While the sinner must beloved, denunciation of sins, especially of apostasy and persecution; is a duty which does not make anyone proud; Saint Athanasius the Great denounced Arianism, Saint John of Kronstadt denounced the false teachings of Tolstoy and of the unbelieving intelligentsia. The Church acclaims them for having done it so bravely.

      Anger inevitably finds its way into the heart at times. If we do not allow our anger to express itself in words, actions or even looks, peace will soon return to our hearts. But if we express our anger, it will become an overwhelming flood. If we express it frequently, peace will vanish from our hearts.

     For that reason we should not pass on to others reproachful words heard about people, but kill the bitter deposit in our heart by prayer and quiet suffering. 

Active Love and Missionary Work

   Refraining from harming people is much less than loving them actively. Our heart must go out to people in the way described by Saint John of Kronstadt: "We must help incessantly, without making any difference between rank, race or creed, and we must always remember that we will never be more generous than God, since all we give belongs to God."

     Our first responsibility is to give of what we have received. The training and education we have received, the responsibilities we have been given at work, within the family and in the parish--al! this must be used for the benefit of others. Our basic generosity must consist of doing our job properly. No "religious extras" will have any meaning if they are done at the expense of the fulfillment of our duties in life. Often, "religious activities'' done at the expense of obvious, commonsense duties, have made religion abhorrent to people.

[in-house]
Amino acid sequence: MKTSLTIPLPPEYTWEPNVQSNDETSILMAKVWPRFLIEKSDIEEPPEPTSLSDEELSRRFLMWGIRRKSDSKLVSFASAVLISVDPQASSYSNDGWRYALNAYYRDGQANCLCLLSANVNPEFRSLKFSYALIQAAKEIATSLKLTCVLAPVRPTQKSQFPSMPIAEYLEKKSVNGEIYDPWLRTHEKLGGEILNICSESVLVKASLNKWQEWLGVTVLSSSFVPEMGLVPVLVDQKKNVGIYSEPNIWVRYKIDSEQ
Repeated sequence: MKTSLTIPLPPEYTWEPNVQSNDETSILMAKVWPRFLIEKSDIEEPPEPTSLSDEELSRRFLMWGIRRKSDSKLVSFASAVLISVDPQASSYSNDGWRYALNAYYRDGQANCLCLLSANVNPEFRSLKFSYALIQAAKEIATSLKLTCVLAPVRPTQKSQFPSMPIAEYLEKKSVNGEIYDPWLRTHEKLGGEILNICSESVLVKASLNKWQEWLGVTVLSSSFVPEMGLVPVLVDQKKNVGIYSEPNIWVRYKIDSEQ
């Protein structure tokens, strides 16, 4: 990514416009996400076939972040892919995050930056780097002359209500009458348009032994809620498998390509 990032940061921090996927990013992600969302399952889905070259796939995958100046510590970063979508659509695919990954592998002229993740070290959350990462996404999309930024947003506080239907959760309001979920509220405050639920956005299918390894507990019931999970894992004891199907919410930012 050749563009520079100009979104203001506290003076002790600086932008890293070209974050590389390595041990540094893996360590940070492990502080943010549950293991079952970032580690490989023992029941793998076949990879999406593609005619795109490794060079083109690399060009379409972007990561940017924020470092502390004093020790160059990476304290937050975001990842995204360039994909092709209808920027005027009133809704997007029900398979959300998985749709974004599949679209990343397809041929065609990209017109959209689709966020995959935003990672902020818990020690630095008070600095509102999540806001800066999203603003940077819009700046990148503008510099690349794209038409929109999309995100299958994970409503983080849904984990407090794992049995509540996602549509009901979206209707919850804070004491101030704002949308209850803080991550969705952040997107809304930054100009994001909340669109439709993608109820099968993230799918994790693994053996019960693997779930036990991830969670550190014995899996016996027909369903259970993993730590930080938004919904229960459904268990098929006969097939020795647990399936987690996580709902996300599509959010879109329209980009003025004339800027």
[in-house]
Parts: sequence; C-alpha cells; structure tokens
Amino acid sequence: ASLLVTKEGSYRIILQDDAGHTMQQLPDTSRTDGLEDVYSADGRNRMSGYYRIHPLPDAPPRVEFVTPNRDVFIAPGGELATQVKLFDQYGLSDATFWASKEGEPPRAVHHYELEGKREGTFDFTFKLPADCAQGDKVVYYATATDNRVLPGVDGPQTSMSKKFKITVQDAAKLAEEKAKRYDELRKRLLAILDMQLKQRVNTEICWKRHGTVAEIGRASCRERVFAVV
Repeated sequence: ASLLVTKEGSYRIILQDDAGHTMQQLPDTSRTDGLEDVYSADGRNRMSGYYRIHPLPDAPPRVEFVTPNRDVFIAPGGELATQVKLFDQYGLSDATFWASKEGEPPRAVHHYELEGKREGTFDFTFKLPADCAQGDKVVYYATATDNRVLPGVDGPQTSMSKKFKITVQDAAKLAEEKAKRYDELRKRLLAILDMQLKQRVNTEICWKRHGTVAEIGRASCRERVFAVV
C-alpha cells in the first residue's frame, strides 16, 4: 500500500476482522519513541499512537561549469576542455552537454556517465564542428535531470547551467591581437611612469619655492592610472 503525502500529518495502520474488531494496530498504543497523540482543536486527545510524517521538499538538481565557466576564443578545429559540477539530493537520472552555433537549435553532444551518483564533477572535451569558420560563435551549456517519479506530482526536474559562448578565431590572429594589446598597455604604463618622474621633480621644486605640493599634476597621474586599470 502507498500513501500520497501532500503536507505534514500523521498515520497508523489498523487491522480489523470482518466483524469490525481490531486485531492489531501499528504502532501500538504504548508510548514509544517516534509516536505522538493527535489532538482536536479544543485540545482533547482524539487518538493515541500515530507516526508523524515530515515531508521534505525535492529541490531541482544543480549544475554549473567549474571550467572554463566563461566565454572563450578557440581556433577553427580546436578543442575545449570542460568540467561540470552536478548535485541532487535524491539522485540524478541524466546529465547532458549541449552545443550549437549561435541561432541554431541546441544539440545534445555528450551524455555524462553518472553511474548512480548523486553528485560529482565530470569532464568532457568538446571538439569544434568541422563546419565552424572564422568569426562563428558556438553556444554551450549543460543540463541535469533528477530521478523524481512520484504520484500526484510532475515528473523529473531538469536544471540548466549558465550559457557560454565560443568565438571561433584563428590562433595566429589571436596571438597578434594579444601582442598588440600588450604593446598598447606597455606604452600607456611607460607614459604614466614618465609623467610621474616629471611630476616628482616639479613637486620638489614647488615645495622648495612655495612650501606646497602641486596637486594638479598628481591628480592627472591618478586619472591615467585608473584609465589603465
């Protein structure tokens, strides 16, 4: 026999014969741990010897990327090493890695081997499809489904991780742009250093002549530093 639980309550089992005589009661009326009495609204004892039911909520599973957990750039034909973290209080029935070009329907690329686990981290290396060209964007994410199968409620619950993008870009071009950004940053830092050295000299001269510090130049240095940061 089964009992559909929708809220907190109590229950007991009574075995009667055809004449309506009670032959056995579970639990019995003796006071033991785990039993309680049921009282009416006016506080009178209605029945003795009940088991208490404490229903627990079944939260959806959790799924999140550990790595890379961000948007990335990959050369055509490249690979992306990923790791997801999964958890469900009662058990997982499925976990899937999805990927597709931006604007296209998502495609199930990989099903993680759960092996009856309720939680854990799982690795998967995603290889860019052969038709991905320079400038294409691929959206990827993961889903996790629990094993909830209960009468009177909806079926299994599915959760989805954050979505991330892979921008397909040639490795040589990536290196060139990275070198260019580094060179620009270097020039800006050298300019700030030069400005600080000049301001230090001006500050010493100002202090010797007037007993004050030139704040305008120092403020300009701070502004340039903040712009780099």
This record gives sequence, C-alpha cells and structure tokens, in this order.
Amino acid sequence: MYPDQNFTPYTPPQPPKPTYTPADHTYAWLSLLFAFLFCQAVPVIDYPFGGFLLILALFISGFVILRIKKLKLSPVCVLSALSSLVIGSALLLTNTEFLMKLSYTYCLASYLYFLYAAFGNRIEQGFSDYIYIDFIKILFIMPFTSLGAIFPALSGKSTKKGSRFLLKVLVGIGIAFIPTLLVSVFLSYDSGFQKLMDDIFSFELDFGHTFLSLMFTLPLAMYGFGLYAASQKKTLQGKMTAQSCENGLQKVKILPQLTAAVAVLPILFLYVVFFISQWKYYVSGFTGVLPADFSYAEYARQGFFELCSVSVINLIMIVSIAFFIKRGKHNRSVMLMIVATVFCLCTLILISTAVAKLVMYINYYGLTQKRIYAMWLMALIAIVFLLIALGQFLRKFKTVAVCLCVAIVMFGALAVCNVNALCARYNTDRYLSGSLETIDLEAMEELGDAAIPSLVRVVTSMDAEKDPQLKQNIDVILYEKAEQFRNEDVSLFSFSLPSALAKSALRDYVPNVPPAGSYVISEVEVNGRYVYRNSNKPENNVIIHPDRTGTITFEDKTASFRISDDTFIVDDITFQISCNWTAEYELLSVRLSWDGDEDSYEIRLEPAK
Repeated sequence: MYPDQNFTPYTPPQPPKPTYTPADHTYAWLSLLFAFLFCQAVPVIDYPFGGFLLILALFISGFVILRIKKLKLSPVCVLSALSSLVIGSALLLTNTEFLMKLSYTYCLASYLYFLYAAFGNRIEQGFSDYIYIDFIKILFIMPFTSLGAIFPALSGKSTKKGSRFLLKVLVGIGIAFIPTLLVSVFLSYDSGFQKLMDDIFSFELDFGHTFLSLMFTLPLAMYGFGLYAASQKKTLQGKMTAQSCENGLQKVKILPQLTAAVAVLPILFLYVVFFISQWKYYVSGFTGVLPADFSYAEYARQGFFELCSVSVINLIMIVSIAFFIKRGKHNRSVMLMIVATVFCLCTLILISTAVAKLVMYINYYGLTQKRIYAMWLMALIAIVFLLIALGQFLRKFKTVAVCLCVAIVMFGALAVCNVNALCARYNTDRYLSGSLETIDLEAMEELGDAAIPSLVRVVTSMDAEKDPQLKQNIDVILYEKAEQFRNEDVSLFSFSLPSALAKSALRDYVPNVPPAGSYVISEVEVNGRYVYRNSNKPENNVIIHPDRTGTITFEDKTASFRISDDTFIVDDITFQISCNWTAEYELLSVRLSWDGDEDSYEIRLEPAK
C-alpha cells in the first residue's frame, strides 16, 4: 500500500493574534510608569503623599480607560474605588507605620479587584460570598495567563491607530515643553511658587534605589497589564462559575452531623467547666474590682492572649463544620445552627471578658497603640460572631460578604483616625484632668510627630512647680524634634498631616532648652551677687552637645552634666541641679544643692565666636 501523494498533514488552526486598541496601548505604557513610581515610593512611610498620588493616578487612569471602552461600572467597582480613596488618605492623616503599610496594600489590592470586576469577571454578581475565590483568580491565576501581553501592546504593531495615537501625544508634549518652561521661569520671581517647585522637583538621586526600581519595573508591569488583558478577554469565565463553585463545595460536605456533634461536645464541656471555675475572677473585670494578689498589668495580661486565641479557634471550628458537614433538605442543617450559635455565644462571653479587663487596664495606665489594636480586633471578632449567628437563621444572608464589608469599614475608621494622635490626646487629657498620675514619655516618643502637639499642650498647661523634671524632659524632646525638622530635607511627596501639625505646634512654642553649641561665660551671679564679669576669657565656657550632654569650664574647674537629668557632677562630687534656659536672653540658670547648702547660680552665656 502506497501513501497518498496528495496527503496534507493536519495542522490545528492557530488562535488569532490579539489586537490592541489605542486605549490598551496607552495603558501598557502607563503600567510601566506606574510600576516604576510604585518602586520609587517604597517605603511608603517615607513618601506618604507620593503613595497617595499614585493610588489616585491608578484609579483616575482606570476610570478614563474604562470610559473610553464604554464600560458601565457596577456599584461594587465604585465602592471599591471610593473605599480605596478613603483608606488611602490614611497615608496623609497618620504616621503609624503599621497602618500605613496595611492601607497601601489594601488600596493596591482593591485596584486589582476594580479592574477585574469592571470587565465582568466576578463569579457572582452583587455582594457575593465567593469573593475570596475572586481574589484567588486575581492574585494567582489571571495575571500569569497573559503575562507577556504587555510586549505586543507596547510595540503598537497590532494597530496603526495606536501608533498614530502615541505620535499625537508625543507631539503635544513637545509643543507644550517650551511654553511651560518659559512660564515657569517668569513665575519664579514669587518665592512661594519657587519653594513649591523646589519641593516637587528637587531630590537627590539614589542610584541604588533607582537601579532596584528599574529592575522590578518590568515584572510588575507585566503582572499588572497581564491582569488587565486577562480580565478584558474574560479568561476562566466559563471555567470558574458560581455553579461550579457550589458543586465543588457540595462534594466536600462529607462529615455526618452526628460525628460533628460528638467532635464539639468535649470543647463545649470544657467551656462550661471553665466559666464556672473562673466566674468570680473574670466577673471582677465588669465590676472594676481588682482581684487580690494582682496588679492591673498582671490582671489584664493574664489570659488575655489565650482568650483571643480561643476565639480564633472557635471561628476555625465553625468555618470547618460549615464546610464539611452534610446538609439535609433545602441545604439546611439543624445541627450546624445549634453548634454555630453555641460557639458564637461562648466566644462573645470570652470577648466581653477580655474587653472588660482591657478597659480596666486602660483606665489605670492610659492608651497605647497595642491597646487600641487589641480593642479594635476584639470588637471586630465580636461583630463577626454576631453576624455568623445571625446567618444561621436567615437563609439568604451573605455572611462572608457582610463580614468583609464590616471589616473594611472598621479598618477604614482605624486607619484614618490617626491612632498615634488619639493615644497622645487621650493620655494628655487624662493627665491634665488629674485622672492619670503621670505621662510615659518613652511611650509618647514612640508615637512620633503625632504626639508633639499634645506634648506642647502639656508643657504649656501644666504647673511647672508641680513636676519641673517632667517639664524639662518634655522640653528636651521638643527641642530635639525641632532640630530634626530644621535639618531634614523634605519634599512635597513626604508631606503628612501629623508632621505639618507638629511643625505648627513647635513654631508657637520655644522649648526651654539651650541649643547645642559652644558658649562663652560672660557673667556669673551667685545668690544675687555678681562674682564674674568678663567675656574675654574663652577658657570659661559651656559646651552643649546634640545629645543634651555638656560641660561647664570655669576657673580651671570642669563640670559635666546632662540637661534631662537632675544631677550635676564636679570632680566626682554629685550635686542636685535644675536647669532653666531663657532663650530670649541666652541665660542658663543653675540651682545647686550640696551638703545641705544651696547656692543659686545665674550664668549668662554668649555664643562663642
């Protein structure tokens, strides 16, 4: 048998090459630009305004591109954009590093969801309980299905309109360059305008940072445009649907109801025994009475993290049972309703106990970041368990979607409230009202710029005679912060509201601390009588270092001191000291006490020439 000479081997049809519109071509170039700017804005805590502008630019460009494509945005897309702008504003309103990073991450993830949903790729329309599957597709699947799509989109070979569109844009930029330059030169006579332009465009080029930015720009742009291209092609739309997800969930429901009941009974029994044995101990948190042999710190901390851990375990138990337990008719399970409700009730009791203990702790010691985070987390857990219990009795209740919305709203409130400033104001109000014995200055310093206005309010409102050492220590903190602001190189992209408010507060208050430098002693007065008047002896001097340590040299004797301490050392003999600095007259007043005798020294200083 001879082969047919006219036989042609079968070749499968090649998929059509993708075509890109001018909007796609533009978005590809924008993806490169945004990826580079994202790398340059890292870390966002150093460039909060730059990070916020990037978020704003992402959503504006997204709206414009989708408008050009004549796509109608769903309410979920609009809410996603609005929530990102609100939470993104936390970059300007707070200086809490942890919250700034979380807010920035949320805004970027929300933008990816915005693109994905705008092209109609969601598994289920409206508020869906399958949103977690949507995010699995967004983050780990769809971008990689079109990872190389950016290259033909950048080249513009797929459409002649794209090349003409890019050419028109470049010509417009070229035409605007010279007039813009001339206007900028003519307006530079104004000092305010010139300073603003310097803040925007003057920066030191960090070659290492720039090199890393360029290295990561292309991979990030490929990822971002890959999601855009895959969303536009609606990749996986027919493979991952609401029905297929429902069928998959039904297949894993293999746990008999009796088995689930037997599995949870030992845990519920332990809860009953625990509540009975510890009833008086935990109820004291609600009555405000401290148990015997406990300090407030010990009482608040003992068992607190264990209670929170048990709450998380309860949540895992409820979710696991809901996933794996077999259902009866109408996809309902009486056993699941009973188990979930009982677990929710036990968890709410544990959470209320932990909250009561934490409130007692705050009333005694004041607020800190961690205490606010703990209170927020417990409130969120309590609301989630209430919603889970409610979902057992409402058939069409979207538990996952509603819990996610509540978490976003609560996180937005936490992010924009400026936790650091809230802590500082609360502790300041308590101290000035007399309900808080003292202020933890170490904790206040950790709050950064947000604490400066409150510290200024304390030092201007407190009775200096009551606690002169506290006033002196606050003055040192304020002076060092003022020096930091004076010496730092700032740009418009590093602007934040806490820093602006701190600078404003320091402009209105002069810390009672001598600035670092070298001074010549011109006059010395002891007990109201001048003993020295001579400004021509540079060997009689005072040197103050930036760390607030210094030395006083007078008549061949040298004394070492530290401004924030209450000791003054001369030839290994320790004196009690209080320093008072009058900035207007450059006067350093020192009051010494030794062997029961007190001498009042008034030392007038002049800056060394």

Our next responsibility is the stewardship of our money and of our other possessions. Life is meant for service. The consumer society is greedy; it is difficult nowadays to tune our consciences so they hear the voice of God and not the voice of greed. God does not require that we impose on our families intolerable strains; but there is a great gulf between a conscience properly tuned on Biblical lines and a conscience tuned in to the advertisements of the consumer society. We cannot abolish the horrors of third-world poverty, but we are certainly not excused from trying to help.

      Finally, we must share our greatest wealth-the Gospel, salvation in Christ. Saint John of Kronstadt said in his lifetime, and still says to us Orthodox today: "We need not ask whether we ought to spread God's glory by writing, preaching and works; all this we are obliged to practice as far as it is possible. We must express our talents in deeds. If we begin to question this simple fact. then, very likely, the devil will suggest to us that we should only consider inner spiritual activity." 

(Reprinted from the newsletter of the parish of Saint John of Kronstadt, Bath, England; April, 1988)